A health director has apologized for claiming HIV rates are higher than the national average in Charlotte, North Carolina, because the city is “a party town.”
Mecklenburg County Health Director Gibbie Harris made the comment last month at a presentation, addressing why Charlotte new HIV infection rate was more than 30.4 new diagnoses per 100,000 people, the highest in the state and more than twice the national average.
Talking to Mecklenburg County Commissioners, Harris first addressed the region’s size and the ongoing opioid epidemic. She added, “Part of it is location: In cities like Charlotte, that draws a lot of people in, it can be a party town. It can be a place where people come in, enjoy themselves for the weekend, and then leave but leave stuff behind.”
AIDS activists were outraged by her comments, and by Mecklenburg County Manager Dena Diorio for defending them.
“My recent use of the term ‘party town’ was never intended to stigmatize anyone or to cause harm to people living with HIV,” Harris said in a statement posted to the Mecklenburg County government website. “Words matter. I apologize to those I offended.”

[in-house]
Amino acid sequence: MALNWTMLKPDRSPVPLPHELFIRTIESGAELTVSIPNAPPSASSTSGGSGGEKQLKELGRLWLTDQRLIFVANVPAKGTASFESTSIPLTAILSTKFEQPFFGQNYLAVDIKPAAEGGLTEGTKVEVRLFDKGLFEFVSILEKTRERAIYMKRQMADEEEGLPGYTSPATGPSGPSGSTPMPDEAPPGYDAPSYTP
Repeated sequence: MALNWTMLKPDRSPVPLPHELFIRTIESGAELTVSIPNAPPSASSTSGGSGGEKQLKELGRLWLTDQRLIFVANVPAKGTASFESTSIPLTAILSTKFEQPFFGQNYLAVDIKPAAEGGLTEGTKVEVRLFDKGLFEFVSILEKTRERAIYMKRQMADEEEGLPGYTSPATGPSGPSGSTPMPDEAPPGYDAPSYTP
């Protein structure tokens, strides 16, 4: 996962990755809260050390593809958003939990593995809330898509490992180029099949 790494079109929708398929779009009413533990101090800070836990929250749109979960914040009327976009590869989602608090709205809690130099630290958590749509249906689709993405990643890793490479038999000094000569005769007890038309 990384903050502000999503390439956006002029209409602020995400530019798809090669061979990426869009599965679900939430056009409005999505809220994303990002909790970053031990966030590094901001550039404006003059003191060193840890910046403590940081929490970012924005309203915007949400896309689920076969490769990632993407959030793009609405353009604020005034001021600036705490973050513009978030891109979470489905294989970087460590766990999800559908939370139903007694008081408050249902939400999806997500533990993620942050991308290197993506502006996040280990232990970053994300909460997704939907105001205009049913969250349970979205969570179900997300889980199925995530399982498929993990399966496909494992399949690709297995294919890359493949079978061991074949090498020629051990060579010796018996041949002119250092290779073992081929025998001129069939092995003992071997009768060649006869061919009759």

“There are many things that influence HIV and we have much work to do to adequately and appropriately prevent and treat HIV in Mecklenburg County. I hope that we, as a community, can focus on action going forward.”
NC AIDS Action Network said on Facebook it was “thankful” Harris had heard their call for her to apologize: “We agree with Gibbie Harris that we ‘have much work to do to adequately and appropriately prevent and treat HIV in Mecklenburg County.’ Let’s continue the conversation and keep moving forward!”
Some factors Harris didn’t address: Stigma against the LGBT community is high in North Carolina, which only recently repealed HB2, a law banning trans people from using the bathroom that matches their gender identity and prohibiting municipalities from passing LGBT protections. Also, until 2009 North Carolina schools offered abstinence-only sex education. Unsurprisingly, the state is among the top five for all STDs.